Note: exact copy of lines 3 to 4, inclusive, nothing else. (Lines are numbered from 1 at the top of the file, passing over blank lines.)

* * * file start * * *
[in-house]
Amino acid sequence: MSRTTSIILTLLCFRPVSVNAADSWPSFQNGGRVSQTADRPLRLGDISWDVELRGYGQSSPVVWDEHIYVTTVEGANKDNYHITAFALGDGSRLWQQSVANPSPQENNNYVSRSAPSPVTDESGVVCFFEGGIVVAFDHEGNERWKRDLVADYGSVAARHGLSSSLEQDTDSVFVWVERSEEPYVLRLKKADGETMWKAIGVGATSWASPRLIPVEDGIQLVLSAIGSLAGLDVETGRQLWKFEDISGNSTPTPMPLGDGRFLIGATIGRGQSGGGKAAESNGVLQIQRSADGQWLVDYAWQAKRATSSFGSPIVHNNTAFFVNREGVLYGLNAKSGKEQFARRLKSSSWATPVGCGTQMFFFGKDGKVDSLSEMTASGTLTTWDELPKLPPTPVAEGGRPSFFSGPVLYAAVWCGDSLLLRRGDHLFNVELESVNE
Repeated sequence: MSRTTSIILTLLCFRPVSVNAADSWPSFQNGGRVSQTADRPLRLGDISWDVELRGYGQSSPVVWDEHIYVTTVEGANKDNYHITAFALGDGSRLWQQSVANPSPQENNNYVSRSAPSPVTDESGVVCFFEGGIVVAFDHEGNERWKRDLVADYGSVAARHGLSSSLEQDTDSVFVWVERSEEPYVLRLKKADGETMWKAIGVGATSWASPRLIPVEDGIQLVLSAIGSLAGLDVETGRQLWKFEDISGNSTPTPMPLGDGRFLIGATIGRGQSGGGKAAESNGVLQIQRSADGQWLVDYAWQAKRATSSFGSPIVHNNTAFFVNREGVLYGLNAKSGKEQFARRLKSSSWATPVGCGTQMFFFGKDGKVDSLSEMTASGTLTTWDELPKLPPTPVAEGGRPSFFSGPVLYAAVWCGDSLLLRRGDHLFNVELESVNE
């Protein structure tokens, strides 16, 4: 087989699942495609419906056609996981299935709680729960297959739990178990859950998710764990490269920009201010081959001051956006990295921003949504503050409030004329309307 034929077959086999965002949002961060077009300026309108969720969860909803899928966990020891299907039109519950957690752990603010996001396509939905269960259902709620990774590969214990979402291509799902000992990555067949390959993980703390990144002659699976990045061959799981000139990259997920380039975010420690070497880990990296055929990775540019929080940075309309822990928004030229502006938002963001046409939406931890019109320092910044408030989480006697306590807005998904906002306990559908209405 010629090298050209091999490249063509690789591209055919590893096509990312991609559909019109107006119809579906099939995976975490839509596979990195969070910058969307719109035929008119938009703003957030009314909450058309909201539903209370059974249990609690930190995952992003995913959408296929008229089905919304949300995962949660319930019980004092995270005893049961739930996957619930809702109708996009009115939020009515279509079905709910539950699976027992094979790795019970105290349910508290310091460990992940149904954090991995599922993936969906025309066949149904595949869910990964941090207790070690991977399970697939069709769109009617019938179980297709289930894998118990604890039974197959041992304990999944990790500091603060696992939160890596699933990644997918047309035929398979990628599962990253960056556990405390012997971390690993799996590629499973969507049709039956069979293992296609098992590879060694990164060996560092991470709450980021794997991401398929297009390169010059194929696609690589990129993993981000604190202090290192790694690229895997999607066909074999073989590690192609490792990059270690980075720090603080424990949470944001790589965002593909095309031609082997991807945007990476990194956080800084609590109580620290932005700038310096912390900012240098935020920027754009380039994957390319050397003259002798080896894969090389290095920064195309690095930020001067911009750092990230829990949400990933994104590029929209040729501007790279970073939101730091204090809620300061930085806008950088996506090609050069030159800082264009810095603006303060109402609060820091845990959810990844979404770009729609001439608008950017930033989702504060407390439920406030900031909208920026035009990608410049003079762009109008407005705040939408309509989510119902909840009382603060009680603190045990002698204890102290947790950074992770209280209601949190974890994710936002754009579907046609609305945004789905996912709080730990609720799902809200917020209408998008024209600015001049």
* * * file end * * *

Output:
Repeated sequence: MSRTTSIILTLLCFRPVSVNAADSWPSFQNGGRVSQTADRPLRLGDISWDVELRGYGQSSPVVWDEHIYVTTVEGANKDNYHITAFALGDGSRLWQQSVANPSPQENNNYVSRSAPSPVTDESGVVCFFEGGIVVAFDHEGNERWKRDLVADYGSVAARHGLSSSLEQDTDSVFVWVERSEEPYVLRLKKADGETMWKAIGVGATSWASPRLIPVEDGIQLVLSAIGSLAGLDVETGRQLWKFEDISGNSTPTPMPLGDGRFLIGATIGRGQSGGGKAAESNGVLQIQRSADGQWLVDYAWQAKRATSSFGSPIVHNNTAFFVNREGVLYGLNAKSGKEQFARRLKSSSWATPVGCGTQMFFFGKDGKVDSLSEMTASGTLTTWDELPKLPPTPVAEGGRPSFFSGPVLYAAVWCGDSLLLRRGDHLFNVELESVNE
């Protein structure tokens, strides 16, 4: 087989699942495609419906056609996981299935709680729960297959739990178990859950998710764990490269920009201010081959001051956006990295921003949504503050409030004329309307 034929077959086999965002949002961060077009300026309108969720969860909803899928966990020891299907039109519950957690752990603010996001396509939905269960259902709620990774590969214990979402291509799902000992990555067949390959993980703390990144002659699976990045061959799981000139990259997920380039975010420690070497880990990296055929990775540019929080940075309309822990928004030229502006938002963001046409939406931890019109320092910044408030989480006697306590807005998904906002306990559908209405 010629090298050209091999490249063509690789591209055919590893096509990312991609559909019109107006119809579906099939995976975490839509596979990195969070910058969307719109035929008119938009703003957030009314909450058309909201539903209370059974249990609690930190995952992003995913959408296929008229089905919304949300995962949660319930019980004092995270005893049961739930996957619930809702109708996009009115939020009515279509079905709910539950699976027992094979790795019970105290349910508290310091460990992940149904954090991995599922993936969906025309066949149904595949869910990964941090207790070690991977399970697939069709769109009617019938179980297709289930894998118990604890039974197959041992304990999944990790500091603060696992939160890596699933990644997918047309035929398979990628599962990253960056556990405390012997971390690993799996590629499973969507049709039956069979293992296609098992590879060694990164060996560092991470709450980021794997991401398929297009390169010059194929696609690589990129993993981000604190202090290192790694690229895997999607066909074999073989590690192609490792990059270690980075720090603080424990949470944001790589965002593909095309031609082997991807945007990476990194956080800084609590109580620290932005700038310096912390900012240098935020920027754009380039994957390319050397003259002798080896894969090389290095920064195309690095930020001067911009750092990230829990949400990933994104590029929209040729501007790279970073939101730091204090809620300061930085806008950088996506090609050069030159800082264009810095603006303060109402609060820091845990959810990844979404770009729609001439608008950017930033989702504060407390439920406030900031909208920026035009990608410049003079762009109008407005705040939408309509989510119902909840009382603060009680603190045990002698204890102290947790950074992770209280209601949190974890994710936002754009579907046609609305945004789905996912709080730990609720799902809200917020209408998008024209600015001049």